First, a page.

Several studies have focused on genetic networks affected by Mn. specifically, evaluation of shared microarray data from Mn-treated neurons and intact cells revealed 140 upregulated and 267 down-regulated genes. Gene ontology function analysis demonstrated that the differentially expressed genes were involved mainly in chemotaxis, intercellular signaling, regulation of metabolism, and response to wounding. In turn, KEGG pathway analysis characterized cytokine-cytokine receptor interaction, apoptosis, oxidative phosphorylation, Toll-like receptor signaling pathway, and insulin signaling pathway genes as the most affected. Of these gene networks, INSR, VEGFA, PRKACB, DLG4, and BCL2 could be considered as candidate genes associated with Mn-induced Alzheimer’s disease [50]. In another study, genome-wide sequencing of striatal samples from Mn-exposed rats (25 mg/kg MnCl2·4H2O i.p. every 48 h for a month) revealed seven down-regulated and 10 up-regulated genes. Specifically, genes involved in redox metabolism, dopamine synthesis, apoptosis, and neuronal survival including Sgk1, HCRTr1, HspB1, Rem2, Oprd1, ATF5, and TRHr may determine susceptibility to Mn toxicity [51]. Our earlier study demonstrated that Mn exposure (50 mg/kg MnCl2·4H2O s.c. twice a week for 20 weeks) may differentially affect genetic networks in the wild-type mice and a genetic model of Huntington’s disease (YAC128). Specifically, Mn exposure in wild-type mice affected metabolic pathways tightly linked to brain-derived neurotrophic factor (BDNF), whereas the targets of Mn exposure in YAC128 were focused upon the Htt gene involved in cell growth and proliferation [52]. A transcriptomic approach was used to unravel differentially expressed genes in Mn-exposed (100 μM Mn (sublethal) for 30 days) and control SH-SY5Y cells. Microarray and subsequent cluster analysis demonstrated that 1057 differentially-expressed transcripts, being predominantly involved in regulation of neuronal differentiation and development, apoptosis, and synaptic transmission [53]. Correspondingly, using zebrafish slc39a14U801-/- mutants exposed to Mn (50 µM for 72 h) for analysis of differentially-expressed genes demonstrated that the genes associated with Mn neurotoxicity are associated with mitochondrial dysfunction, oxidative stress, apoptosis, lysosomal dysfunction, altered proteostasis and unfolded protein response, Ca2+ dyshomeostasis, as well as impaired visual phototransduction [54]. In parallel with the identified gene networks differentially expressed following acute Mn exposure (50 mM for 30 min), metal overload was also found to be associated with modulation of endoplasmic reticulum related genes and lipocalin-related (lpr) family members, thus indicating additional targets for Mn toxicity [55].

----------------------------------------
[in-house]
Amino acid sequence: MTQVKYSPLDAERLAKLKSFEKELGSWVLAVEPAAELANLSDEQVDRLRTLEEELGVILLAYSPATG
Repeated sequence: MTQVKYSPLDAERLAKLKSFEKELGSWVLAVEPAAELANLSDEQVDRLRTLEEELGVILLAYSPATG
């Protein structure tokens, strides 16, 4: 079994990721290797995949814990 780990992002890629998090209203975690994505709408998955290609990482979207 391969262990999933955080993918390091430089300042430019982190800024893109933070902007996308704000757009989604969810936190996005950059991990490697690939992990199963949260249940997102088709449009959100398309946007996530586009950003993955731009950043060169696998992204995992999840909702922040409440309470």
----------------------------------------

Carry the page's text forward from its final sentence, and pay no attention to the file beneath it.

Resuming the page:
Exposure of dopaminergic neurons to Mn (150 µM for 48 h) and the Parkinson’s disease model toxin, 1-methyl-4-phenylpyridinium ion (MPP+), led to 694 and 603 upregulated, and 428 and 255 down-regulated genes, respectively. The differentially expressed genes were related to mitochondrial dysfunction, neuroinflammation, apoptosis, altered synaptic plasticity, impaired neurotransmission, and cytoskeleton abnormalities. However, the impact of Mn and MPP+ on pathways of neurogenesis and neurite outgrowth was quite different, being indicative of differences in pathogenesis of Mn- and MPP+-associated Parkinson’s disease [56].
Correspondingly, complex analysis of pathways affected by Mn exposure using metallomics, proteomics, gene expression, and bioinformatics demonstrated that irrespective of speciation, Mn exposure alters proteostasis, cell metabolism and signaling, immunity and inflammation, cell cycle, and neurodegeneration-associated pathways. In turn, altered neurotransmission pathways were found to be characteristic only for inorganic MnCl2 (1.5 mg Mn/kg i.v. for four days) but not maneb ([[2-[(dithiocarboxy) amino] ethyl]-carbamodithioato]](2-)-kS,kS′]manganese. It is proposed that the variance in effects between the studied Mn species may occur due to differences in post-translational modification of target proteins, being more pronounced in the case of maneb [57]. Metabolomics analysis revealed the impact of Mn on amino acid, glutathione, glucose, fatty acid, and purine/pyrimidine metabolism both in vivo [58] and in vitro [59], thus corresponding to the genetic analysis of the affected pathways.